PLM: Share Data or Die

PLM: Share Data or Die

I’m still digesting a huge amount of information I learned from PLM Innovation Congress earlier this week in London. However, there is one trend that I can identify that struck me as a major one coming across all presentations and talks. I can call it “integrate and share” trend. The problem of integration and share of data is not new in manufacturing organization. The need for integration of various elements of data for product development, manufacturing and supply chain is clear. Software vendors and customers are working for on this for years. However, something new happens now that allow me to have a fresh look on this.

Integration Processes

The sound of integration needs is very loud, and you are able to see it in presentations. I put few examples of pictures I made during the event to show how customers explain their critical business issues related to integration of data and processes in organizations. In a nutshell, inability to provide smooth integration prevents streamlining of organizational processes. It appears in communication between engineering and manufacturing, sales and production, support and sales.

Share Data

The need to share data is obvious. However, data sharing was never realized in an easy way. There are multiple reasons for that. Some of them are including the nature of people (keep my data close to me), company organization (departments, hierarchy, etc.) and competition between vendors (lock-in data inside of proprietary formats and data structures). At the same the value of data sharing is obvious. Organizations are losing money, projects are going out of schedules just because of that. PLM aimed to solve this problem during the past decade. I have to note a significant success in multiple implementations I had a chance to see. I personally participated in some of them. However, the ability to share data efficiently is still more science that ordinary process.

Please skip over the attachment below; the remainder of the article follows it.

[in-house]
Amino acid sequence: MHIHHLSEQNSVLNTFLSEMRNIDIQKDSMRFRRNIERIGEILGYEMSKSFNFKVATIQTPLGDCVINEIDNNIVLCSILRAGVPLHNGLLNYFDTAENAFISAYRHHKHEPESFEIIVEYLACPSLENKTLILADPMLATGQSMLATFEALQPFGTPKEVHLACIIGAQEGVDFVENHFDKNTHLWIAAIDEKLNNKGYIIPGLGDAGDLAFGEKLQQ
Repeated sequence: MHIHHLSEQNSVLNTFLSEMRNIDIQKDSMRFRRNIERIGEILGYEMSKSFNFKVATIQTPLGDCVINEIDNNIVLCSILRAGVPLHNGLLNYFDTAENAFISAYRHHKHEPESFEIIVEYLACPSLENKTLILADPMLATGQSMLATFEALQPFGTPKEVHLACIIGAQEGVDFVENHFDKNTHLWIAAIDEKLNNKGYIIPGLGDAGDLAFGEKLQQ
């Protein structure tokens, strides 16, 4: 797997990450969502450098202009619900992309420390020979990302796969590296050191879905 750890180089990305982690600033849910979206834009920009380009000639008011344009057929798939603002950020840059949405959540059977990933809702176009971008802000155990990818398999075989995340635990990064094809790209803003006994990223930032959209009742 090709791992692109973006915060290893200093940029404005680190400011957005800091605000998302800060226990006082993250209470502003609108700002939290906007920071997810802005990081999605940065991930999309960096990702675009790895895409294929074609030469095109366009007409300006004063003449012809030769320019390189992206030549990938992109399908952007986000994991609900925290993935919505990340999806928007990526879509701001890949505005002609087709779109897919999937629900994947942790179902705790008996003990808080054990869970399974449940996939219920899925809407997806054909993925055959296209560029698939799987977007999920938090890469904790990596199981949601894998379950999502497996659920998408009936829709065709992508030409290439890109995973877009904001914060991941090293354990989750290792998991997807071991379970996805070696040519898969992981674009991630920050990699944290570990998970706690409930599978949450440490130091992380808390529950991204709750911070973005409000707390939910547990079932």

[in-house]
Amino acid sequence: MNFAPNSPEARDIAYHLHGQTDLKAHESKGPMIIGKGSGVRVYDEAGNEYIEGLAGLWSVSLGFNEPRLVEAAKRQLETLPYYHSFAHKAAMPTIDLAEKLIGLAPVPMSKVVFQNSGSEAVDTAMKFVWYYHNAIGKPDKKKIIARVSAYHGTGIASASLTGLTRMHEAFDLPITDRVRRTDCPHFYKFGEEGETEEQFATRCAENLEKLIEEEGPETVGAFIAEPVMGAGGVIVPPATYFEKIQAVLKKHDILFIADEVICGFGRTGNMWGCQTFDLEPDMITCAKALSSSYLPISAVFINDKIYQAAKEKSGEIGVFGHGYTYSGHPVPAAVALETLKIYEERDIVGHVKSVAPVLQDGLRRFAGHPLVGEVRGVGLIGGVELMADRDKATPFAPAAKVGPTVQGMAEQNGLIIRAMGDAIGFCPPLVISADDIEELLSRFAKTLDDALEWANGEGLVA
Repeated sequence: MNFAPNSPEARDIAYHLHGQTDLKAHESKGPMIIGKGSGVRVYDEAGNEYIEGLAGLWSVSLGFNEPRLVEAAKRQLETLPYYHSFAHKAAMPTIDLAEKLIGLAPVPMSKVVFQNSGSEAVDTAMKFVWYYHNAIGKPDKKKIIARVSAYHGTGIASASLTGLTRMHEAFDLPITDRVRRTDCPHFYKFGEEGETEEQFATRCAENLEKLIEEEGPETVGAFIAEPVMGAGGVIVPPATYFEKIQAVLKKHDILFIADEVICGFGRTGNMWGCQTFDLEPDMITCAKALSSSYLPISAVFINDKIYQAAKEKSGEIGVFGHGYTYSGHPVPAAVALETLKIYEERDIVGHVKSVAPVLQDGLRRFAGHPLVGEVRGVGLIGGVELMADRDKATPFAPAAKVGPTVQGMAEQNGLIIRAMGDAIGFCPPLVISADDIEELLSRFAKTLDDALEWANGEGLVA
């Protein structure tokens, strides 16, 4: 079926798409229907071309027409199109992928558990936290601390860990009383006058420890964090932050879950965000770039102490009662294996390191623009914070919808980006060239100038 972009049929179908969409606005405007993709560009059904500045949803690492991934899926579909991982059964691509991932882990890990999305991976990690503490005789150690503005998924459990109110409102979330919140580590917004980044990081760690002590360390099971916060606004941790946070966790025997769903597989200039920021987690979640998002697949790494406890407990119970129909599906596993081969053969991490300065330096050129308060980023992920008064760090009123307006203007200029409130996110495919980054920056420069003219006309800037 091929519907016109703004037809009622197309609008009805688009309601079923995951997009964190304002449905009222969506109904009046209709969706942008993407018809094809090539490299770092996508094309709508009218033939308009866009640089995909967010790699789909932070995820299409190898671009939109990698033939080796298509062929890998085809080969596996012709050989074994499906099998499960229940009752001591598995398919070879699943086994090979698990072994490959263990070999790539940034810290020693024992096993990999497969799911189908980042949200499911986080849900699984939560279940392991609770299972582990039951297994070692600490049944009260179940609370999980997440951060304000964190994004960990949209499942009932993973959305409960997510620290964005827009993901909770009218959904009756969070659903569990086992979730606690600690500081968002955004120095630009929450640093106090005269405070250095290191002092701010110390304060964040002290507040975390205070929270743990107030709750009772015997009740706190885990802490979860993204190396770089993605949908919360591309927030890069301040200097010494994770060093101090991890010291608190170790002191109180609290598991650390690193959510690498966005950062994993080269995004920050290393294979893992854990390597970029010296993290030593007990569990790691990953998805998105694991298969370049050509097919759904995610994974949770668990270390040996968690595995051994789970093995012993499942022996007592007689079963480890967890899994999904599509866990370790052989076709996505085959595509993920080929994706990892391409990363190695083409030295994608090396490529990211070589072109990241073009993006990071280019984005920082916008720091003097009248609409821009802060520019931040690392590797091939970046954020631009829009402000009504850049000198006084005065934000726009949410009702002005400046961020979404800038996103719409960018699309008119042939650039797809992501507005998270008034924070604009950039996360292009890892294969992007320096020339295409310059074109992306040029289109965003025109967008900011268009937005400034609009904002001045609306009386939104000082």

What is my conclusion? The need to integrate and share data is urgent. However, the way organizations are doing it, reminds me space shuttle programs. There is a need to downgrade and simplify these integration efforts to become more similar to transatlantic flights or even car trips. Just my thoughts…

Best, Oleg

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  • I guess that from these statements you’ll come to talk about MDM pretty quickly?

  • beyondplm

    Yoann, Actually not. I don’t like first “M” in this technology. Master is somewhat orthogonal to network. My prediction is the future belongs to “data networks” and not to “data masters”. Best, Oleg

  • DiscussPaul

    I read this note with interest – for years, I’ve been supporting an “unsupportable” product that locked customers into a clunky set of information exchange tools that made it, well, incompatible with itself (Okay, unreliable…)
    In 2006, Boeing made an interesting presentation at a CATIA Operator Exchange (COE) meeting, “Leaving Money on the Table”, that actually made a case of better interop as, at that time, PDM use was estimated at about $5.0 billion for the auto industry, and the supply chain integration was estimated at $1.4 billion (for the N.A. area). Interop problems cost dear to EADS as the A380 program was in jeopardy in 2005-06 due to clunky interop. A drop of 28% to 23 euros in its stock price meant the company lost roughly 7 billions of value at the time.
    I do believe in streamlining sharing, but this effort is often countered by the need to ensure security – ie, increased security in commercial airports. How about an e-passport?…

  • beyondplm

    Paul, Thank you for your comment! Actually, I think, I remember this Boeing presentation. Interop is a strange space. I think, vendors are afraid of interop improvements because most of the enterprise business strategies are focusing on lock-in and recurrent sales. I think, future enterprise software leaders will be making money out of interop and data sharing. However, this transformation won’t be easy. CAD/PLM mindshare vendors are not ready for this, for the moment. Best, Oleg